‘Chota Recharge’ Of Mutual Funds: Sebi Plans Game Changer Rs 250 SIP, Check Details Here

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Sebi chairperson Madhabi Puri Buch (File photo)

Sebi chairperson Madhabi Puri Buch said the capital markets regulator wishes to sachetise mutual fund investments

Sebi chairperson Madhabi Puri Buch recently said the capital markets regulator wishes to sachetise mutual fund investments going forward.

Buch said the mutual fund industry feels investments of Rs 500 per month in a systematic investment plan are viable, but Rs 250 are not and the focus will be to try to look at ways of making such investments rewarding.

A Systematic Investment Plan (SIP) is a way to invest in mutual funds by investing a fixed amount of money at regular intervals, such as monthly, quarterly, or annually. It’s like setting up a recurring deposit for your mutual fund investments.

Also Read: Investing SOS: Missed Mutual Fund SIP? Must Read What Happens After That

The comments come on a day the MF industry reported its highest-ever monthly investments through SIPs at over Rs 17,000 crore for November.

“We are working with them (MF industry) to see where is the cost, what can Sebi do to facilitate making it possible to bring that viability down to Rs 250 a month, because then it is the equivalent of what Hindustan Lever did with shampoo sachets. You just explode the market,” Buch said Speaking at an event hosted by Business Today in Mumbai.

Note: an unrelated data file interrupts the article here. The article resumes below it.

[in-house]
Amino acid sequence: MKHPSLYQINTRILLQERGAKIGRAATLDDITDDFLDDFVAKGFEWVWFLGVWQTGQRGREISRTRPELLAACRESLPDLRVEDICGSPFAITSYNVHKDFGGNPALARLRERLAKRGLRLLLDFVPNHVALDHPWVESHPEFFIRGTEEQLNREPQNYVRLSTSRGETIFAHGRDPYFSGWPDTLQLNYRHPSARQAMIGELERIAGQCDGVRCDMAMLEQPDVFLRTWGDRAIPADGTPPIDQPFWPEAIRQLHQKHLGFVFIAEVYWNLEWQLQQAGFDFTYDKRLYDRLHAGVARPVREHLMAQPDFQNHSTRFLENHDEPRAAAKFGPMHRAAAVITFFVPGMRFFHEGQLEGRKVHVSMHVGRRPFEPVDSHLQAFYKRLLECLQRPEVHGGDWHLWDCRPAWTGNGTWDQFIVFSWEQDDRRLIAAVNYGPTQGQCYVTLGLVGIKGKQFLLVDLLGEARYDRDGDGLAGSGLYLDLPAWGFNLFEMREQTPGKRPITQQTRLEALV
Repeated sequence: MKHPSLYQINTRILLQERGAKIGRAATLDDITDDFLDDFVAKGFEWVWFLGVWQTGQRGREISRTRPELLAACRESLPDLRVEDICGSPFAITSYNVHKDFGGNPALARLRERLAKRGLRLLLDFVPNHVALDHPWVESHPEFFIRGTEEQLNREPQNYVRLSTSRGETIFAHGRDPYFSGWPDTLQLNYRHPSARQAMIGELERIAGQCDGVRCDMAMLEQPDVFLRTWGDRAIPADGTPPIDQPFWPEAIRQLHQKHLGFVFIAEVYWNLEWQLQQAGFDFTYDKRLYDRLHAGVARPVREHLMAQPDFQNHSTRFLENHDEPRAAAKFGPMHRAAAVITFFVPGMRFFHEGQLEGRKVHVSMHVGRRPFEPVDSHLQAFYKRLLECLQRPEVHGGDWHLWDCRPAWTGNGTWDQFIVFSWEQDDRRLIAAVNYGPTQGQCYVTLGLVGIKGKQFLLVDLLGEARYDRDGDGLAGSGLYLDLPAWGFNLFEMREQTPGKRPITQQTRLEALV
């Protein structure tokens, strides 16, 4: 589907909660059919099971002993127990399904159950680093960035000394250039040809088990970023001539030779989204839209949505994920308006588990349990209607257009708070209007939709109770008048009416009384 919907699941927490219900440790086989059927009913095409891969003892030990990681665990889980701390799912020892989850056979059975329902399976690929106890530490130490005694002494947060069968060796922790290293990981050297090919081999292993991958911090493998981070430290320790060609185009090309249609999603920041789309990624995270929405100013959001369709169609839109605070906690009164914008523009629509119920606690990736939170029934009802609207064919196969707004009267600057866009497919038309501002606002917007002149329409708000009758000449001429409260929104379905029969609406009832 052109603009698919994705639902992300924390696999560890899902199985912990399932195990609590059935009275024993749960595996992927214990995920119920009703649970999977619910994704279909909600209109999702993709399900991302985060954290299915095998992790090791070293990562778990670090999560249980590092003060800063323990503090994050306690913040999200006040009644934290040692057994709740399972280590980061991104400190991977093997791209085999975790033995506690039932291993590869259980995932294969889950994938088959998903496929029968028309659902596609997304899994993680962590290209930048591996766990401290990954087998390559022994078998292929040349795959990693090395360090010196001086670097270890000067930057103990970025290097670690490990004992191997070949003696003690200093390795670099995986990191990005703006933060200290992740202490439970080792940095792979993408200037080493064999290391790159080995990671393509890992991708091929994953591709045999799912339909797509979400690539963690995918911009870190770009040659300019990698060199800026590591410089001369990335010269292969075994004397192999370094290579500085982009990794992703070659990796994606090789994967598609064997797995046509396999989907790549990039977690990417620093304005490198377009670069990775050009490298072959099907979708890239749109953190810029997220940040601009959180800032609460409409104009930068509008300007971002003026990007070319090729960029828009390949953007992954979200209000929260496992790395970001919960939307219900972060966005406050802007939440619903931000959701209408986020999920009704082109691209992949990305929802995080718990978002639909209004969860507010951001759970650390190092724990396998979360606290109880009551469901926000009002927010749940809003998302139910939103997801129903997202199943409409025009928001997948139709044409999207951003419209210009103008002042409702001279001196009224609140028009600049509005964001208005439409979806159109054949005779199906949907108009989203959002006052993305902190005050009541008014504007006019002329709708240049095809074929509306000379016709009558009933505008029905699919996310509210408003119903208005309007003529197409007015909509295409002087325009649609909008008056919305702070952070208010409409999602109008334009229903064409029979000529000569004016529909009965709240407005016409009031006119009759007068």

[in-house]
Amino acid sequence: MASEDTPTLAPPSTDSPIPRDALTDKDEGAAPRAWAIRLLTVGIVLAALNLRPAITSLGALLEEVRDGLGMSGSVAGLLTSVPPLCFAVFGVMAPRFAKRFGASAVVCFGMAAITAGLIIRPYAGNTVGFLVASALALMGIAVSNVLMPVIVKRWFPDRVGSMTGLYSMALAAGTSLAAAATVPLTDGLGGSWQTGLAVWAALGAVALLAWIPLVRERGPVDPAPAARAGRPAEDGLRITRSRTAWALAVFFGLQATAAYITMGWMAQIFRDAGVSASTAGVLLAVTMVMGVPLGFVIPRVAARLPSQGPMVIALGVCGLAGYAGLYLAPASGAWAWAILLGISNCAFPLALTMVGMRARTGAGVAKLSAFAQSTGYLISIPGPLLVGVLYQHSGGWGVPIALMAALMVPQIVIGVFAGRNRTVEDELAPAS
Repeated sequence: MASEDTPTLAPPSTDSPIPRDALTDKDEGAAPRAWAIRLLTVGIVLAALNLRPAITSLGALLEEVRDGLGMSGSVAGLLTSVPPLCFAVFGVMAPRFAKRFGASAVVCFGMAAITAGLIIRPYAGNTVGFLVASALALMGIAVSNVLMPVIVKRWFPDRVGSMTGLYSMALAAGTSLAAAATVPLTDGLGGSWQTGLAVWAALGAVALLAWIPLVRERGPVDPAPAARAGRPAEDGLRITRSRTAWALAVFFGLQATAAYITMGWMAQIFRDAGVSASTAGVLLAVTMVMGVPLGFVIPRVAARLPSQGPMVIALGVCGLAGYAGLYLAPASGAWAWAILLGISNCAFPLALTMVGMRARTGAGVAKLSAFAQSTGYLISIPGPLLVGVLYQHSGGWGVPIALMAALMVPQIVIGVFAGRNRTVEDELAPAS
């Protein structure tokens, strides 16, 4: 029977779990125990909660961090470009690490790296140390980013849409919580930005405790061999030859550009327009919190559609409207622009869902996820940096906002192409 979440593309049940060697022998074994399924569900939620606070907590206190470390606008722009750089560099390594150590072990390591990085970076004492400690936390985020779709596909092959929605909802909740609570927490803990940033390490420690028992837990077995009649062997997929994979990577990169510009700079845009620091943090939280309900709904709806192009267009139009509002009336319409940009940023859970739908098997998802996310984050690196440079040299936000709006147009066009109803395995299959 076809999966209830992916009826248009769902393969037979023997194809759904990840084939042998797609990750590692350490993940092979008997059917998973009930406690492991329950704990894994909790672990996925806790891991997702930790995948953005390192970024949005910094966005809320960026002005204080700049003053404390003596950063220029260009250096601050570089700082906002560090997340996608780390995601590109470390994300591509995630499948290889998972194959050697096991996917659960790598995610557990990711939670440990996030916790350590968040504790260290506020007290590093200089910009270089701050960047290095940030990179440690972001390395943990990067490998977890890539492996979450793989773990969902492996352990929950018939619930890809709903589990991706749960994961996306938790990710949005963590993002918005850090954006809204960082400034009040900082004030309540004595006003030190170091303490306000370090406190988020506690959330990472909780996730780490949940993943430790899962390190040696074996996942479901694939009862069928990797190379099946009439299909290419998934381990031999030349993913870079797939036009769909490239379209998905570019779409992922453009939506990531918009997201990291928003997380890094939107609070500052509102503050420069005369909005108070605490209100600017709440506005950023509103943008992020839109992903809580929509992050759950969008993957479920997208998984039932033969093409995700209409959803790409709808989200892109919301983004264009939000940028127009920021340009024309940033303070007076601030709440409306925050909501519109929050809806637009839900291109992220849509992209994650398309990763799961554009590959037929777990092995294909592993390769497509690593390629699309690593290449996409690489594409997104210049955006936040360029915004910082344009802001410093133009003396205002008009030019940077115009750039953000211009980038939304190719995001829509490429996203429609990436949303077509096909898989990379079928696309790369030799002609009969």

Buch said such sachetisation will help the financial inclusion agenda, and also help the Indian capital markets.

Citing the experience of over the last one year, Buch said hardening of rates in the developed markets made foreign investors sell Indian equities, but India was not impacted as much as other emerging markets because the domestic investors held fort and also forced the foreign investors to come back because of the yields the market was offering.

“In effect, the benefit of our domestic flows and the retail flows had a double impact. The impact of them coming in and the impact of the foreign money returning because they couldn’t afford to miss the Indian story,” she added.

Buch said she will focus on this aspect in the last year of her three-year term, and added that the attempt will also be to institutionalise the reforms and initiatives done over the last few years so that it lasts as long as possible.

Buch said she is very passionate about technology and data, and uses both in her work.

The investment banker-turned-regulator said her knowledge of the way the market works and the loopholes used by practitioners helps her perform better at the job as the chair of Sebi.

(With PTI inputs)

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